Birth cohort effects in suicide rates are well established, but to date there is no methodological approach or framework to test the temporal stability of these effects. We use the APC-Detrended (APCD) model to robustly estimate intensity of cohort effects identifying non-linear trends (or ‘detrended’ fluctuations) in suicide rates. The new APC-Hysteresis (APCH) model tests temporal stability of cohort effects. Analysing suicide rates in 25 WHO countries (periods 1970–74 to 2005–09; ages 20–24 to 70–79) with the APCD method, we find that country-specific birth cohort membership plays an important role in suicide rates. Among 25 countries, we detect 12 nations that show deep contrasts among cohort-specific suicide rates including Italy, Australia and the United States. The APCH method shows that cohort fluctuations are not stable across the life course but decline in Spain, France and Australia, whereas they remain stable in Italy, the United Kingdom and the Netherlands. We discuss the Spanish case with elevated suicide mortality of cohorts born 1965-1975 which declines with age, and the opposite case of the United States, where the identified cohort effects of those born around 1960 increase smoothly, but statistically significant across the life course. [less ▲]

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See detailPension insecurity and well-being in Europe
Olivera Angulo, Javier UL; Ponomarenko, Valentina UL

E-print/Working paper (2015)

This paper studies pension insecurity in a sample of non-retired individuals aged 50 years or older from 18 European countries. We relate pension insecurity with the subjective expectations on the ... [more ▼]

This paper studies pension insecurity in a sample of non-retired individuals aged 50 years or older from 18 European countries. We relate pension insecurity with the subjective expectations on the probability that the government will reduce the pensions of the individual before retirement or will increase the statutory retirement age. We argue that changes in economic conditions and policy affect the formation of such probabilities, and through this, subjective wellbeing. In particular, we study the effects of pension insecurity on subjective wellbeing with pooled OLS models, regressions per quintiles and instrumental variables. We find a statistically significant, stable and negative association between pension insecurity and subjective wellbeing. The quintile regressions allow us to establish that pension insecurity is more salient for individuals who are poorer, who subjectively assess their life survival rate as low and who have higher cognitive abilities. [less ▲]

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See detailCareer patterns and well-being in retirement
Ponomarenko, Valentina UL

Scientific Conference (2015, January 21)

Detailed reference viewed: 15 (0 UL)
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See detailIncreases in well-being after transition to retirement for unemployed. Catching up with formerly employed persons.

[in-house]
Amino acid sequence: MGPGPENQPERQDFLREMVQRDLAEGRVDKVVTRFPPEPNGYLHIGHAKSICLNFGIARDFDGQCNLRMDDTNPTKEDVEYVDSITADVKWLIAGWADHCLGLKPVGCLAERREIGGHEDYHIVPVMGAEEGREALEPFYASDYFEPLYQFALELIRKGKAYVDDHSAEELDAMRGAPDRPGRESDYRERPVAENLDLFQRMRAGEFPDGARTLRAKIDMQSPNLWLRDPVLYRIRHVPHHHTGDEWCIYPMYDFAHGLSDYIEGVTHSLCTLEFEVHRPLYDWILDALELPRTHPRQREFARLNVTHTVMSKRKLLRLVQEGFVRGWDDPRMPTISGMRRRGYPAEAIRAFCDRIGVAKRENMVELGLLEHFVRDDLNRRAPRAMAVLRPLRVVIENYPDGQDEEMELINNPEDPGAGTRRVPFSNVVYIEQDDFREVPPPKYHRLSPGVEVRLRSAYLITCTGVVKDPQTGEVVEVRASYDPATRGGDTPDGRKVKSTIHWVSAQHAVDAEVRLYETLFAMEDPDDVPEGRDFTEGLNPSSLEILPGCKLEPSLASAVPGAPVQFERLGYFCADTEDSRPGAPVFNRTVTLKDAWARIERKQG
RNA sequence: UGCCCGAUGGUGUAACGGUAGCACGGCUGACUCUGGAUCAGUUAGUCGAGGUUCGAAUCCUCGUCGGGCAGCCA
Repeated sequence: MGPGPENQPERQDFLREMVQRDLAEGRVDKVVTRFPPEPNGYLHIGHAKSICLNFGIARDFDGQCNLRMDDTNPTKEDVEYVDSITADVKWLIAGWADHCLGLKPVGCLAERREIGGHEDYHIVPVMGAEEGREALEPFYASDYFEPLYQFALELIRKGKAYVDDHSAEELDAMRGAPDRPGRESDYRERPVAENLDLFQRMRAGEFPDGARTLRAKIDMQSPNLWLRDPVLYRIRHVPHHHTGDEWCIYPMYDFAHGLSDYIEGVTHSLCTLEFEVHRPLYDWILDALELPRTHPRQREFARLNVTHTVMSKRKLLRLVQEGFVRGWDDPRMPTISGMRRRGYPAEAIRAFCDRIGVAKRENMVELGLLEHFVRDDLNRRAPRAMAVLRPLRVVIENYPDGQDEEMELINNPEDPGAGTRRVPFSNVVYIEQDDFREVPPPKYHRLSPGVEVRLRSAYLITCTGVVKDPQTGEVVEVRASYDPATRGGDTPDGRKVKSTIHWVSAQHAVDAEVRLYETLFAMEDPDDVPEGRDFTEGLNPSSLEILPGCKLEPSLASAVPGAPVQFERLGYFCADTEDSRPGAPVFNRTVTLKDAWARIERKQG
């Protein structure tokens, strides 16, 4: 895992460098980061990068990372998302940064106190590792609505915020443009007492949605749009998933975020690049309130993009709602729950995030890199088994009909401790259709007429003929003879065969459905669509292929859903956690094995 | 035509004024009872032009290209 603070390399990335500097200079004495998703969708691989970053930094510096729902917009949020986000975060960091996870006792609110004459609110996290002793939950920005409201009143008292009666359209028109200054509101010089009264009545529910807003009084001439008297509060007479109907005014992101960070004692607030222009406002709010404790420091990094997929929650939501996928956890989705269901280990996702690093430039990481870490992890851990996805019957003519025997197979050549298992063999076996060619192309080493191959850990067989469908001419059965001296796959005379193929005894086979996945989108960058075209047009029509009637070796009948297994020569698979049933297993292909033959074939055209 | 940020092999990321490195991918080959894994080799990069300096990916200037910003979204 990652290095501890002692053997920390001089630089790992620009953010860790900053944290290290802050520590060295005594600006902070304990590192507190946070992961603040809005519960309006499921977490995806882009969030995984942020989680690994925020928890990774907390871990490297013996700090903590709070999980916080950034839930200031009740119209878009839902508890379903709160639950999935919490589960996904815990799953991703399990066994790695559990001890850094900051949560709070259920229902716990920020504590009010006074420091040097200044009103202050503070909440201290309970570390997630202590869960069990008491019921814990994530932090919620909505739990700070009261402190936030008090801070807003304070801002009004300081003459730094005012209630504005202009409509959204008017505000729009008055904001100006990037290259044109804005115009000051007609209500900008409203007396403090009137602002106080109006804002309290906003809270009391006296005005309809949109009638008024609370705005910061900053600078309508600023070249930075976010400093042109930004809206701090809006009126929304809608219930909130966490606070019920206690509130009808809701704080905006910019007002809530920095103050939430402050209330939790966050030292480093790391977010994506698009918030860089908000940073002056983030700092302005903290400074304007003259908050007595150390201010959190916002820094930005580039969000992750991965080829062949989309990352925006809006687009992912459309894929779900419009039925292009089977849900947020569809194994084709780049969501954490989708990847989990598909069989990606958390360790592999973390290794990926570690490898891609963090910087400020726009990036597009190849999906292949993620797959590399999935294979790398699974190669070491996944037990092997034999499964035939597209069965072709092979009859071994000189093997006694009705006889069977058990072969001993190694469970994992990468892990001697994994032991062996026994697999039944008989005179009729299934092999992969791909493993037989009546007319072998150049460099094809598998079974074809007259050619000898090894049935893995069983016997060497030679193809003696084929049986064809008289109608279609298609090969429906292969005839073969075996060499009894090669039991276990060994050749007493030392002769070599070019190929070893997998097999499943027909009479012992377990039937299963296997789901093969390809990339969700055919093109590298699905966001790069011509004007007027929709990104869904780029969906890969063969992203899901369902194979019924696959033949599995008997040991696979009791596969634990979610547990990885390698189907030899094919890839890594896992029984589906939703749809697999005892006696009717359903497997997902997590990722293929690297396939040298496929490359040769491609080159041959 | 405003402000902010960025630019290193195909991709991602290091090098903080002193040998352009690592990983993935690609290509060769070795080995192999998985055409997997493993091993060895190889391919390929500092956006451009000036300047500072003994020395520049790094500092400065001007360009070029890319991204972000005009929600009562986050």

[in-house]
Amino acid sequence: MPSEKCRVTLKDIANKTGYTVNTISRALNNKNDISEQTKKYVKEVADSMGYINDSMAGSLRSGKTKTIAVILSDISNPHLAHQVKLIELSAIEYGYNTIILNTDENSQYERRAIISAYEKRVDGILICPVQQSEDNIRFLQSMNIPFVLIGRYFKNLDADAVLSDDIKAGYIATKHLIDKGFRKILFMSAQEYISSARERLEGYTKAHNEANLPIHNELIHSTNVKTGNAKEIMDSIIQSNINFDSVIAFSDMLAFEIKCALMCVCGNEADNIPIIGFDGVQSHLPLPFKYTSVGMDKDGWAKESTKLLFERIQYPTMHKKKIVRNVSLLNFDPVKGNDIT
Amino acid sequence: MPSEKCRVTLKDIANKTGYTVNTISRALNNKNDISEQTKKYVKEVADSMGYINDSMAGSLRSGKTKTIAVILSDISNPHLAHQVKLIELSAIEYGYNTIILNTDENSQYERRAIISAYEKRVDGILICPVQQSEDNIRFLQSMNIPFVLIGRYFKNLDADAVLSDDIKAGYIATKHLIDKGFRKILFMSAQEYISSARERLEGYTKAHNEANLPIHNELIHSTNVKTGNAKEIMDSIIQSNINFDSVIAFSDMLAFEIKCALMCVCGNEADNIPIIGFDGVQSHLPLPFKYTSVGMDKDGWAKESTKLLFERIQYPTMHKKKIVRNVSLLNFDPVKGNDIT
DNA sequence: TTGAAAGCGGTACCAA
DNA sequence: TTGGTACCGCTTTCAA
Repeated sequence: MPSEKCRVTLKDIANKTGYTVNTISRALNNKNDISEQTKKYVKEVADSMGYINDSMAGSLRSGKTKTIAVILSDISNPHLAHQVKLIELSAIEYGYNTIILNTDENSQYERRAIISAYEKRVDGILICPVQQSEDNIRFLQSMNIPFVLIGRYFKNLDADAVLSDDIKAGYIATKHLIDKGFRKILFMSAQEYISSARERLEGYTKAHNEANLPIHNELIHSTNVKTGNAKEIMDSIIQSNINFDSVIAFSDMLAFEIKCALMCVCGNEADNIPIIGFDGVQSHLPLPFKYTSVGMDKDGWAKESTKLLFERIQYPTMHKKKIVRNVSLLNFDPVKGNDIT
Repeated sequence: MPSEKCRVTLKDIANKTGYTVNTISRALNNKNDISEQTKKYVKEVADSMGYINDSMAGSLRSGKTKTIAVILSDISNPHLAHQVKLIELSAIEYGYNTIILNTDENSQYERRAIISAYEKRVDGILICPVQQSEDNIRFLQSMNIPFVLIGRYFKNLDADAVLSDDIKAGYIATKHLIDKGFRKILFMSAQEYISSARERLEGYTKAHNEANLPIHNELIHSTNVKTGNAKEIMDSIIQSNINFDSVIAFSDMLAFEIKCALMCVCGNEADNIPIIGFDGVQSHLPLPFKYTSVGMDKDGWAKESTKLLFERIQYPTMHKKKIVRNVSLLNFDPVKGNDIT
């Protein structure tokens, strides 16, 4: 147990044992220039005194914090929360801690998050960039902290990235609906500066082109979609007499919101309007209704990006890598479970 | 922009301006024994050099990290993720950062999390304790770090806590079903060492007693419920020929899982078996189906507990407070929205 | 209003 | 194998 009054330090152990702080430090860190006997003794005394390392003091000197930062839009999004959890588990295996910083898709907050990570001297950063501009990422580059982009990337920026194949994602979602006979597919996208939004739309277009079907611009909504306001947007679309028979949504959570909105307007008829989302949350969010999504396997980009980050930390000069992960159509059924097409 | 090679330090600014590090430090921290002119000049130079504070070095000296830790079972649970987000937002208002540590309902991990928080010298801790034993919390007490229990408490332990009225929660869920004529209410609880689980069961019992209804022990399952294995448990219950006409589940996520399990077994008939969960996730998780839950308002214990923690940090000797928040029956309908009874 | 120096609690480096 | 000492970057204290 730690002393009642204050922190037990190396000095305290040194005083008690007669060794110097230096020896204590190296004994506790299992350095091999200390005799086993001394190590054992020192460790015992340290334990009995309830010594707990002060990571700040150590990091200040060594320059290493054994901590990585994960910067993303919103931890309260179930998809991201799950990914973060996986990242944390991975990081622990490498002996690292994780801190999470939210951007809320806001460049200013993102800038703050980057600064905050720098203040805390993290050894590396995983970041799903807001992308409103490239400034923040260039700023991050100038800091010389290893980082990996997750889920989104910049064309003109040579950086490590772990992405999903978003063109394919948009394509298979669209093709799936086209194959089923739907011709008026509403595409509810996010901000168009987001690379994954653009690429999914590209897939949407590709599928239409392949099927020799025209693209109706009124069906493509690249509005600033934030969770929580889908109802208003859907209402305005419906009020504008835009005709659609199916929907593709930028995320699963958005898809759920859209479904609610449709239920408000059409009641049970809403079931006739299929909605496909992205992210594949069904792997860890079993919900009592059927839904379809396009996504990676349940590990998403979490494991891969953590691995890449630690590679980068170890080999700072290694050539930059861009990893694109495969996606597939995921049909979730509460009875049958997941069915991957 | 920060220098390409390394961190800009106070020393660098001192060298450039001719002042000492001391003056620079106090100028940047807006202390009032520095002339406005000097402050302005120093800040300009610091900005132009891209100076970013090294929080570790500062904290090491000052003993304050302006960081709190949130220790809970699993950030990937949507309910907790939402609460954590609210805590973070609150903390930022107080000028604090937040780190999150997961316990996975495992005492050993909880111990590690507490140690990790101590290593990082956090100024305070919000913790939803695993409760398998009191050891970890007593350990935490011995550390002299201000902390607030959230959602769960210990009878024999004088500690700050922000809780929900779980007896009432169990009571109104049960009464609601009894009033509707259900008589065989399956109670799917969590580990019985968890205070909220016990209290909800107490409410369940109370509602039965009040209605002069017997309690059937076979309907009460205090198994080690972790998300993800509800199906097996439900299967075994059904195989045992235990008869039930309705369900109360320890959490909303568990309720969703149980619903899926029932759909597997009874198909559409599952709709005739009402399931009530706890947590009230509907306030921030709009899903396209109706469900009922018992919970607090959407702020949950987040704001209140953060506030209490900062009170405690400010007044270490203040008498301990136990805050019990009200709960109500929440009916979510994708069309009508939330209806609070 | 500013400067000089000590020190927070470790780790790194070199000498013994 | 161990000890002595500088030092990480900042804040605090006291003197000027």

Ponomarenko, Valentina UL; Leist, Anja UL; Chauvel, Louis UL

E-print/Working paper (2015)

This paper examines the extent to which well-being levels change in the transition to retirement depending on transitioning from being employed, unemployed, or economically inactive. Whereas transitioning ... [more ▼]

This paper examines the extent to which well-being levels change in the transition to retirement depending on transitioning from being employed, unemployed, or economically inactive. Whereas transitioning from employment to unemployment has been found to cause an increase in depressive symptoms or decline in life satisfaction with more time spent in unemployment, it is not clear to which extent transitioning from unemployment to retirement affects well-being levels compared to retiring after being employed or economically inactive. We use two waves of the Survey of Health, Ageing and Retirement in Europe monitoring respondents transitioning to retirement and use life satisfaction as well-being measure. The effect of the transition is captured with a difference-in-difference like approach to test if the change in well-being after retirement is different for persons who were formerly unemployed or inactive, respectively, compared to formerly employed retirees. Results indicate that retiring from unemployment is associated with an increase in life satisfaction, but presents mainly a catching-up effect compared to employed persons transitioning to retirement. Retirement from labour market inactivity, especially sick leave, does not lead to significant changes in well-being. Findings are robust to selection into unemployment and country differences. As well-being of unemployed persons recovers after transitioning to retirement, especially the currently unemployed population should be supported to prevent detrimental consequences of economically unfavourable conditions and lower well-being. [less ▲]